If you're a serious gamer looking for a portable system that doesn't sacrifice on performance, or a creative professional where your time is literally your money and you can't sit around all day waiting for a video to render -- and you have very deep pockets -- then this is for the five or six of you.
The last time we looked at a Zephyrus, we said that laptops hadn’t really changed all that much since their beginning. And this year’s edition hasn’t changed that much from that one. But dual-screen laptops have been around for a good couple of years now, so let’s find out how Asus plans to set this one apart from the rest.
The look and feel
First, let’s take a look around the outside. As with the previous Zephyrus design, we’ve got a well-engineered, well-constructed, sturdy, all-metal frame with a matt finish that does a fairly good job of fighting off fingerprints, though it’s not completely immune.
This time around ours came in matt black, and although this is definitely a gaming laptop, you won’t find the usual in-your-face RGB flair all over the show, besides the back-lit keyboard that is. There’s also a non-illuminated ROG logo on the back but that’s about it for branding.
Down the left side, you’ll find a microSD slot, DC adapter port and earphone and mic combo, and down the right, you’ll find a couple of USB 3.2 Gen 2 Type-A ports and one USB 3.2 Gen 2 Type-C port that can also serve as Display Port output or another option for power delivery with up to 100W charging. Around the back, you get an ethernet port, an HDMI 2.0b port and another of those quick Type-A USB ports.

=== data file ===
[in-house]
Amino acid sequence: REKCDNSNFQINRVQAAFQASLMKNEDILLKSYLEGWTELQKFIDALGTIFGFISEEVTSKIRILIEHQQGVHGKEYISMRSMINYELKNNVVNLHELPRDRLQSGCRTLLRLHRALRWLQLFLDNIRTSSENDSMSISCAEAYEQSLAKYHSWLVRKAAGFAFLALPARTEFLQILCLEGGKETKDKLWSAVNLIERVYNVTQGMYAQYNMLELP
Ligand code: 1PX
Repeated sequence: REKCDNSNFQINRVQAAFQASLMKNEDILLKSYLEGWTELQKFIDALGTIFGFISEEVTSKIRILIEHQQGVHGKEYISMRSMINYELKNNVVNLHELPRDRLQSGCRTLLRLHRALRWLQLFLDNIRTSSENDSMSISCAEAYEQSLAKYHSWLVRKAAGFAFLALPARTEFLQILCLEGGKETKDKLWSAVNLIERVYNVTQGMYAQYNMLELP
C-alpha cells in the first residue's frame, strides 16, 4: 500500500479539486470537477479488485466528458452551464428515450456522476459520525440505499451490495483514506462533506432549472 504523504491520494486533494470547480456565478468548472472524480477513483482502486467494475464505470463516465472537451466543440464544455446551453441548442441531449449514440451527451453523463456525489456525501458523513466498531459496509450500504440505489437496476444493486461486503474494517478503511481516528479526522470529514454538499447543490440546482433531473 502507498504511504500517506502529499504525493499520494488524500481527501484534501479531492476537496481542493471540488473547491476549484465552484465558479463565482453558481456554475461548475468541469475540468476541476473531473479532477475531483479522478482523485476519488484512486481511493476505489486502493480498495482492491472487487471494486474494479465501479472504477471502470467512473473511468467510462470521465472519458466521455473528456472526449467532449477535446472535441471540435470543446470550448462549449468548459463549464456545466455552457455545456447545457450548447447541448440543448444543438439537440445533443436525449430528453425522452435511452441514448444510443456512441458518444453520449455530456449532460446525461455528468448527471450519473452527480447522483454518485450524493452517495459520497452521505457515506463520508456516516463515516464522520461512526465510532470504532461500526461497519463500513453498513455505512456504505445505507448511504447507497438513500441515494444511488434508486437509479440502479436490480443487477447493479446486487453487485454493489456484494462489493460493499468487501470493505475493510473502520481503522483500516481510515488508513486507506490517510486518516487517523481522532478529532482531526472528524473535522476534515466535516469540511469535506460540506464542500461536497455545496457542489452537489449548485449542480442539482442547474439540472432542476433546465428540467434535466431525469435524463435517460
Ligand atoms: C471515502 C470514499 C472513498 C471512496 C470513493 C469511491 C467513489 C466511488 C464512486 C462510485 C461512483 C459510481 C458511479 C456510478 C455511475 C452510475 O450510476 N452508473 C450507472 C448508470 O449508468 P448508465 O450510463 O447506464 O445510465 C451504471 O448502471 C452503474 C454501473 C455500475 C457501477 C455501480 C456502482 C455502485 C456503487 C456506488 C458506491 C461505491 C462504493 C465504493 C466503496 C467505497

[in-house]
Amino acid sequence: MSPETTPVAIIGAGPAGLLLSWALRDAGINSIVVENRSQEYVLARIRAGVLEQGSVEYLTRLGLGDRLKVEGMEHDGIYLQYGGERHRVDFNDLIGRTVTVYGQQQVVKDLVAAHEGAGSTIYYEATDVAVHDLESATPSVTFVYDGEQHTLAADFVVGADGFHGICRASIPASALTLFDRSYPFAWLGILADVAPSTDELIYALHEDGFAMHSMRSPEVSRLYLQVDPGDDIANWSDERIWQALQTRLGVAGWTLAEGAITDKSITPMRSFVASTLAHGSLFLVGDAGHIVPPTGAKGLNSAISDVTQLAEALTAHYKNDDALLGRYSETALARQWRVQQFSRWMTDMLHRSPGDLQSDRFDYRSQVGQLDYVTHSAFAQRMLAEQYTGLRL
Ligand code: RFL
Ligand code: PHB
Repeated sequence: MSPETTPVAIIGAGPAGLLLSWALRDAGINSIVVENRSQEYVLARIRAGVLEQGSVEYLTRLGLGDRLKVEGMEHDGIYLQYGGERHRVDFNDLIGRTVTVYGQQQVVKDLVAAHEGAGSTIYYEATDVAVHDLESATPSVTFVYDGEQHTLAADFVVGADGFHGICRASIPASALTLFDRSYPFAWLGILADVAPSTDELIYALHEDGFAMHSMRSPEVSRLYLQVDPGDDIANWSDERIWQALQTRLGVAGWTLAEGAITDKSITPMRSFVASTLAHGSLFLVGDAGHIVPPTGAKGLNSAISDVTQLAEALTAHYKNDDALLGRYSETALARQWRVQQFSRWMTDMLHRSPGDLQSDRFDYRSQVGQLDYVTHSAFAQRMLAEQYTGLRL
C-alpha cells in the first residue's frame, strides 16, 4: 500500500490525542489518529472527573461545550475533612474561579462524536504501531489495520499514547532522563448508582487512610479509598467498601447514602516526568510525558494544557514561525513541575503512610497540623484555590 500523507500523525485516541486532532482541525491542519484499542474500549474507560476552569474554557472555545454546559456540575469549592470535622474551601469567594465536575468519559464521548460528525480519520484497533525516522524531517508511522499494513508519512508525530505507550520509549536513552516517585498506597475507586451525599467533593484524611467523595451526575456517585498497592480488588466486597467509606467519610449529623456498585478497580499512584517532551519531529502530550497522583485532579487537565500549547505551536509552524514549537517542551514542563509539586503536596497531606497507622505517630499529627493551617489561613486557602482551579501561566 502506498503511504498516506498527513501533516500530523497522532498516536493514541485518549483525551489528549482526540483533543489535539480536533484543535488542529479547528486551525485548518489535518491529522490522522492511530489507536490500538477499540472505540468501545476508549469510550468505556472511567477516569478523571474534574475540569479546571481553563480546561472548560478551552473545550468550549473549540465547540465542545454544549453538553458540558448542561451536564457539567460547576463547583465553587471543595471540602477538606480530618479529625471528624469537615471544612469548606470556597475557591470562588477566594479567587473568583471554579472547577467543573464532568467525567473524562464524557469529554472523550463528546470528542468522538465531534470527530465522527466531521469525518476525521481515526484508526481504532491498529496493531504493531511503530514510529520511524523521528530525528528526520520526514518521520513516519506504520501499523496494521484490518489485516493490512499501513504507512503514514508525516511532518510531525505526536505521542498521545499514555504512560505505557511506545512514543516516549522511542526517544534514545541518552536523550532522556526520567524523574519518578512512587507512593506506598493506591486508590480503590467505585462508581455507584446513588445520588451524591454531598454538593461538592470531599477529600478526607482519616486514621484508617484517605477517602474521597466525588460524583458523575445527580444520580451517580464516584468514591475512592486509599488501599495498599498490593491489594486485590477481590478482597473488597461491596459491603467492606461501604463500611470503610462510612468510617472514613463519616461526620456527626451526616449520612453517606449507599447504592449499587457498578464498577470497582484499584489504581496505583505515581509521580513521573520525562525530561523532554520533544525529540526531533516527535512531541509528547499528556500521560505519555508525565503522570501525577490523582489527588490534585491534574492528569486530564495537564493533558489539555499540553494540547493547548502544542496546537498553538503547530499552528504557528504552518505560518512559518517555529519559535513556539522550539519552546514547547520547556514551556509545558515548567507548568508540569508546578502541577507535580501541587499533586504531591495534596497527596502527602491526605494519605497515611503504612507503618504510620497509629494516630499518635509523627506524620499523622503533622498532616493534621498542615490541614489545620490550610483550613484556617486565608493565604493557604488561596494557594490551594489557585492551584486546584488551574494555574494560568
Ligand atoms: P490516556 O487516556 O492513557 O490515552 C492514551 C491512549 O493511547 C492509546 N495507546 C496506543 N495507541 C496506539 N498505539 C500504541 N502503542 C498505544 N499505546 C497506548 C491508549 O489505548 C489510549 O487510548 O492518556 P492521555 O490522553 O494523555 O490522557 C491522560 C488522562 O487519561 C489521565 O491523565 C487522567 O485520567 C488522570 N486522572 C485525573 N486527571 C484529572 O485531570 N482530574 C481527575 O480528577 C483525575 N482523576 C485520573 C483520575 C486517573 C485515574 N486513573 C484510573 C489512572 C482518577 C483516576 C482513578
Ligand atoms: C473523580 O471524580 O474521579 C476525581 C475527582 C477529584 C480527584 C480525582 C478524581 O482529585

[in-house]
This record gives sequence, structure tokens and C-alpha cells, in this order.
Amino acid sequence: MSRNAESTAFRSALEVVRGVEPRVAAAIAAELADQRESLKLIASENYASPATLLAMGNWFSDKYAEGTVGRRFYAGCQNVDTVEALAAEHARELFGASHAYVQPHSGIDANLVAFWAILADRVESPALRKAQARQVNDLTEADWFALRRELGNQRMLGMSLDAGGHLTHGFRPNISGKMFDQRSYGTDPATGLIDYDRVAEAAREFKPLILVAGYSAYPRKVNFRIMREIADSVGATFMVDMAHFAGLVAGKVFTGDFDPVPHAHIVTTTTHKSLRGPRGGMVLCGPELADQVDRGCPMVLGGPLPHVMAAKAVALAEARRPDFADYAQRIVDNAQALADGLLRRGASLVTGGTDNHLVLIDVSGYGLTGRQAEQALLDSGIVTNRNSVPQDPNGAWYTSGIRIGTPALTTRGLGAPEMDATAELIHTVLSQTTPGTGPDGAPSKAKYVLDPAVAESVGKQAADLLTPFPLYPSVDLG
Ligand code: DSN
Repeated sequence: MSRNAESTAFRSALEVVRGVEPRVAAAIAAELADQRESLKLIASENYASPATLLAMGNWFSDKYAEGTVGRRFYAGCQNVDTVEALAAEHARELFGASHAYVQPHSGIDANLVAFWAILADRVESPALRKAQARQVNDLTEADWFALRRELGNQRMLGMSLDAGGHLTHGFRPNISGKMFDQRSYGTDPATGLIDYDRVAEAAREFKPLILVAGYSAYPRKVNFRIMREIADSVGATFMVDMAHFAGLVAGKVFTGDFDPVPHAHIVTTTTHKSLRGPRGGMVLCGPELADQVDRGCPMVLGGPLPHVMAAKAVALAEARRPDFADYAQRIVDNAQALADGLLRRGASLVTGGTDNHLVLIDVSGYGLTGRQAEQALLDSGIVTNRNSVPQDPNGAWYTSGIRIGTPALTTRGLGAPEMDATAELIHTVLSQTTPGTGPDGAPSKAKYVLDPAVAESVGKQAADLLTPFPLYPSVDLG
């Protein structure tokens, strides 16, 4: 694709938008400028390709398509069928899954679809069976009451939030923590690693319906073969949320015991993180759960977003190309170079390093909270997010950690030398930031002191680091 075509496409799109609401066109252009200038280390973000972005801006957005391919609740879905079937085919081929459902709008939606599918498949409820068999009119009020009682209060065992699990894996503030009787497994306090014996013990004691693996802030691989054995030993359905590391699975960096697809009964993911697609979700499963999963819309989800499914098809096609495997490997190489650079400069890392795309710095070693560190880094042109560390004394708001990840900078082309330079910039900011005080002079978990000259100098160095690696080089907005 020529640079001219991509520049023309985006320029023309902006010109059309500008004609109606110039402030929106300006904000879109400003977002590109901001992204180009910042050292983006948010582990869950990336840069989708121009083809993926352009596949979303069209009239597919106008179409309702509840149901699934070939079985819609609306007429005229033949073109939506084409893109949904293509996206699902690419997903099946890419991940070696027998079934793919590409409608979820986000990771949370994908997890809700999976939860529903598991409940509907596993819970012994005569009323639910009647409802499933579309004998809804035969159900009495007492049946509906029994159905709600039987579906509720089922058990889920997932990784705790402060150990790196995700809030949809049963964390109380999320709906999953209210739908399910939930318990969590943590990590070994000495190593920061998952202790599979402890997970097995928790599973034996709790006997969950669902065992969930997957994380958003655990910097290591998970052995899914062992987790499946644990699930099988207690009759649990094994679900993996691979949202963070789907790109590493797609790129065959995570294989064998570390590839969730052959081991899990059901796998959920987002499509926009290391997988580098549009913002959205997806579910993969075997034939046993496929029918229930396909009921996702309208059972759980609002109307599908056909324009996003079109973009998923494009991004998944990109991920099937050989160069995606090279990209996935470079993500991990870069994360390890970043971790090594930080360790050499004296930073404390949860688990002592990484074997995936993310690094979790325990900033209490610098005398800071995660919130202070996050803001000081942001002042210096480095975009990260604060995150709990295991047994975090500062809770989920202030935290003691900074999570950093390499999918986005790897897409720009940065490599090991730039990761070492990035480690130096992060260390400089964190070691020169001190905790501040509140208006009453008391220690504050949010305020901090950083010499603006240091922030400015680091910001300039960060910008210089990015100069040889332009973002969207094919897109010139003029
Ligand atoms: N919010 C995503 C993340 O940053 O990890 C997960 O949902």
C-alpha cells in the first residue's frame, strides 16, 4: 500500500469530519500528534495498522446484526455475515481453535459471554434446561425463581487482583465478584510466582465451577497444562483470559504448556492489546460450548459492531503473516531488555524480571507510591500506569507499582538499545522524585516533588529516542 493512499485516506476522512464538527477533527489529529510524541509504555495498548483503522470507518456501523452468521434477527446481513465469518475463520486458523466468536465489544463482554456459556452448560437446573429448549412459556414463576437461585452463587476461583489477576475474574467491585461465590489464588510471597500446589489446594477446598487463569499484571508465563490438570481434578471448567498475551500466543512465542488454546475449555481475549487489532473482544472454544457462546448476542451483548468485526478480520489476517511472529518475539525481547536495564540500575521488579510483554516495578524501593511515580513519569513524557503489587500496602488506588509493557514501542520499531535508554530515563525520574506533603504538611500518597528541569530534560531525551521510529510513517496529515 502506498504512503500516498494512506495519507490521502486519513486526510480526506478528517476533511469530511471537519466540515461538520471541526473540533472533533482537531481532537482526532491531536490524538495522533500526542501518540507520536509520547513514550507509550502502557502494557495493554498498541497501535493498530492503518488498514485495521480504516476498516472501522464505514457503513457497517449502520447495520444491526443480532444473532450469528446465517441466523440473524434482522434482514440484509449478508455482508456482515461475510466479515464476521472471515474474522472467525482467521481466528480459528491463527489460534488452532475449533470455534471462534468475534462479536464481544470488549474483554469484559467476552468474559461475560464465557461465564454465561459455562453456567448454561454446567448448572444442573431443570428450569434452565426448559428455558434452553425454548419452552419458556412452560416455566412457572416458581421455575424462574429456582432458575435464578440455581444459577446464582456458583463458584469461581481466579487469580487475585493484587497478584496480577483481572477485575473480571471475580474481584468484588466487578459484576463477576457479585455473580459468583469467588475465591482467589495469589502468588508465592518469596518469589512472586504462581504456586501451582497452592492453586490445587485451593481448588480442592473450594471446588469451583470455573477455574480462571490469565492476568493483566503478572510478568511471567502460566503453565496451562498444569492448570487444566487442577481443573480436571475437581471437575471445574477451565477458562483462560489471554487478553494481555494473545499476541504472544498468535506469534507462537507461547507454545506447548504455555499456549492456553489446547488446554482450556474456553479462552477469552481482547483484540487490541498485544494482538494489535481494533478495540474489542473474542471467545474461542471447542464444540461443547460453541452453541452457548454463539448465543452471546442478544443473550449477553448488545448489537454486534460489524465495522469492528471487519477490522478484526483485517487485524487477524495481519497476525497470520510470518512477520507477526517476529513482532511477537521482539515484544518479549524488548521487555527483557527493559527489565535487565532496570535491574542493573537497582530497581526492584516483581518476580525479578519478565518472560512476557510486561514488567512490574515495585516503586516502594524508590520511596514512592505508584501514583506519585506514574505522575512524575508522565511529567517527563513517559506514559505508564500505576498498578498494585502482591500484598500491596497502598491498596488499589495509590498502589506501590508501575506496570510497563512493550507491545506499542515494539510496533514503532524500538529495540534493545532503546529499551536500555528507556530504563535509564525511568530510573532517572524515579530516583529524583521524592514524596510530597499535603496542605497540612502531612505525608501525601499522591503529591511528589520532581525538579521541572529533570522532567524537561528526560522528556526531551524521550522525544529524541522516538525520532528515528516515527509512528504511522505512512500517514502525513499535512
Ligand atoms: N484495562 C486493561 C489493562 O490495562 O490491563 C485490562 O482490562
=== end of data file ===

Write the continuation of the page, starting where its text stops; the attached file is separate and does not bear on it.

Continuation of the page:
We were scratching our heads a little at some of the choices here. We would have liked to see the DC port around the back to keep it out the way because if you’re going to want to use this beast to its full potential it’s going to need to be plugged in.
We also found the inclusion of the microSD slot to be a little puzzling. If you are in the creative camp and wanting to use this for editing, then hopefully you aren’t like 90% of the industry and using one of those standardised, mainstream, regular SD cards. You know, the ones that every camera uses. If you are, then you’ll need to find a workaround, which is a shame.
Can you see it?
For this iteration of the Zephyrus Duo 15, as with the previous one, you’re given two choices for your main display — each with a specific use-case in mind, both of which are IPS-based.
For the digital artists, video editors or anyone prioritising colour accuracy, there’s the 4K option with a resolution of 3240×2160, a refresh rate of 120Hz, an advertised response time of 3ms and purported 100% coverage of sRGB colour space, 99% coverage of AdobeRGB and 93% of DCIP3.
For the gamers and streamers, there’s a 1080p option with a 300Hz refresh rate, with the same 3ms response time and same sRGB coverage but at a quarter of the pixel count.
Our review model came with the 1080p config and we think it’s the better of the two choices. You tend to lose some of the benefits of a 4K panel at this size, not to mention the increased battery consumption.
As for the second screen, or the ‘ROG Screen Pad+’ as Asus calls it, its inclusion seems to have been better thought out this time around, kinda. If you’ve ever worked with multiple monitors and mismatching resolutions, then you’ll know how frustrating Windows can make it to work between them, especially when they’re stacked vertically. Thankfully, Asus will match the resolution of the second screen to the resolution of the main panel. Both are touch control compatible.